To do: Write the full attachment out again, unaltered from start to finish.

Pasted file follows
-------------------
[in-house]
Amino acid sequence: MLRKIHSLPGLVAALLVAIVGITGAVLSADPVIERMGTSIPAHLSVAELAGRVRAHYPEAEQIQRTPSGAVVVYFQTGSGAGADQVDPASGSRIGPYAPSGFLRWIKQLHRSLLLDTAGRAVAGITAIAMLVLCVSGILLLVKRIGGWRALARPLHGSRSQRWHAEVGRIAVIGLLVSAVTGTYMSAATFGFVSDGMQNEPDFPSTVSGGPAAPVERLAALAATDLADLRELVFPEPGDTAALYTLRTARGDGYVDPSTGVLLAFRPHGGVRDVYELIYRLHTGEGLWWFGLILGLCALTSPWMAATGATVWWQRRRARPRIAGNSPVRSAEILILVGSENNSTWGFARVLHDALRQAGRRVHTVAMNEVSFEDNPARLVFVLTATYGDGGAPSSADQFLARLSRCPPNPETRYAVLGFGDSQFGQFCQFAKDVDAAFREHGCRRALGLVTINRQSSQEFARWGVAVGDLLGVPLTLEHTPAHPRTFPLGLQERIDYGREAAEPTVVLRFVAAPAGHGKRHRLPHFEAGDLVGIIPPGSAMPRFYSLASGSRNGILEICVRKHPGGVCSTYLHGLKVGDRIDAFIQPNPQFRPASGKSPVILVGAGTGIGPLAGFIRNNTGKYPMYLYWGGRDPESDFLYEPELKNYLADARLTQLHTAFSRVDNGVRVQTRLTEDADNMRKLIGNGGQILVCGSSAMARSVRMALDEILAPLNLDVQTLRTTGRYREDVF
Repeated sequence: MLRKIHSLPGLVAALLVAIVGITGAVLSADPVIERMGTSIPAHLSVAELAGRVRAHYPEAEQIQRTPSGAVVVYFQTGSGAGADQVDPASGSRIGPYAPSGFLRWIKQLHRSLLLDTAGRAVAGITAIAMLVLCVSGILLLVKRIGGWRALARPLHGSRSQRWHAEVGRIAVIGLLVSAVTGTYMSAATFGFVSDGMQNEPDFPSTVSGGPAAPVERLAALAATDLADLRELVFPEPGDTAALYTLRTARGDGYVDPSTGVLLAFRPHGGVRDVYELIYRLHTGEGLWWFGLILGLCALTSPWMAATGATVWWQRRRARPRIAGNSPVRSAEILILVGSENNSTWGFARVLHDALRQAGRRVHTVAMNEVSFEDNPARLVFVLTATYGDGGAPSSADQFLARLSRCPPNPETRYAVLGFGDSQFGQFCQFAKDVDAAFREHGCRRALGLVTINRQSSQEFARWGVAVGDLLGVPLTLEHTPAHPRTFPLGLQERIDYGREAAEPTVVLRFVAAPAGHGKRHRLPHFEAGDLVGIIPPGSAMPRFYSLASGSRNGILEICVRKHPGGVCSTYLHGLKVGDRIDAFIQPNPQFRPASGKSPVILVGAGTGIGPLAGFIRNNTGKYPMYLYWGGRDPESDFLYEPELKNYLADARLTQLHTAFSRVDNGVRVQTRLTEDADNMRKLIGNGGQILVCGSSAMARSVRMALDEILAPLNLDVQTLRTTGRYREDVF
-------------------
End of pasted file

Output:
[in-house]
Amino acid sequence: MLRKIHSLPGLVAALLVAIVGITGAVLSADPVIERMGTSIPAHLSVAELAGRVRAHYPEAEQIQRTPSGAVVVYFQTGSGAGADQVDPASGSRIGPYAPSGFLRWIKQLHRSLLLDTAGRAVAGITAIAMLVLCVSGILLLVKRIGGWRALARPLHGSRSQRWHAEVGRIAVIGLLVSAVTGTYMSAATFGFVSDGMQNEPDFPSTVSGGPAAPVERLAALAATDLADLRELVFPEPGDTAALYTLRTARGDGYVDPSTGVLLAFRPHGGVRDVYELIYRLHTGEGLWWFGLILGLCALTSPWMAATGATVWWQRRRARPRIAGNSPVRSAEILILVGSENNSTWGFARVLHDALRQAGRRVHTVAMNEVSFEDNPARLVFVLTATYGDGGAPSSADQFLARLSRCPPNPETRYAVLGFGDSQFGQFCQFAKDVDAAFREHGCRRALGLVTINRQSSQEFARWGVAVGDLLGVPLTLEHTPAHPRTFPLGLQERIDYGREAAEPTVVLRFVAAPAGHGKRHRLPHFEAGDLVGIIPPGSAMPRFYSLASGSRNGILEICVRKHPGGVCSTYLHGLKVGDRIDAFIQPNPQFRPASGKSPVILVGAGTGIGPLAGFIRNNTGKYPMYLYWGGRDPESDFLYEPELKNYLADARLTQLHTAFSRVDNGVRVQTRLTEDADNMRKLIGNGGQILVCGSSAMARSVRMALDEILAPLNLDVQTLRTTGRYREDVF
Repeated sequence: MLRKIHSLPGLVAALLVAIVGITGAVLSADPVIERMGTSIPAHLSVAELAGRVRAHYPEAEQIQRTPSGAVVVYFQTGSGAGADQVDPASGSRIGPYAPSGFLRWIKQLHRSLLLDTAGRAVAGITAIAMLVLCVSGILLLVKRIGGWRALARPLHGSRSQRWHAEVGRIAVIGLLVSAVTGTYMSAATFGFVSDGMQNEPDFPSTVSGGPAAPVERLAALAATDLADLRELVFPEPGDTAALYTLRTARGDGYVDPSTGVLLAFRPHGGVRDVYELIYRLHTGEGLWWFGLILGLCALTSPWMAATGATVWWQRRRARPRIAGNSPVRSAEILILVGSENNSTWGFARVLHDALRQAGRRVHTVAMNEVSFEDNPARLVFVLTATYGDGGAPSSADQFLARLSRCPPNPETRYAVLGFGDSQFGQFCQFAKDVDAAFREHGCRRALGLVTINRQSSQEFARWGVAVGDLLGVPLTLEHTPAHPRTFPLGLQERIDYGREAAEPTVVLRFVAAPAGHGKRHRLPHFEAGDLVGIIPPGSAMPRFYSLASGSRNGILEICVRKHPGGVCSTYLHGLKVGDRIDAFIQPNPQFRPASGKSPVILVGAGTGIGPLAGFIRNNTGKYPMYLYWGGRDPESDFLYEPELKNYLADARLTQLHTAFSRVDNGVRVQTRLTEDADNMRKLIGNGGQILVCGSSAMARSVRMALDEILAPLNLDVQTLRTTGRYREDVF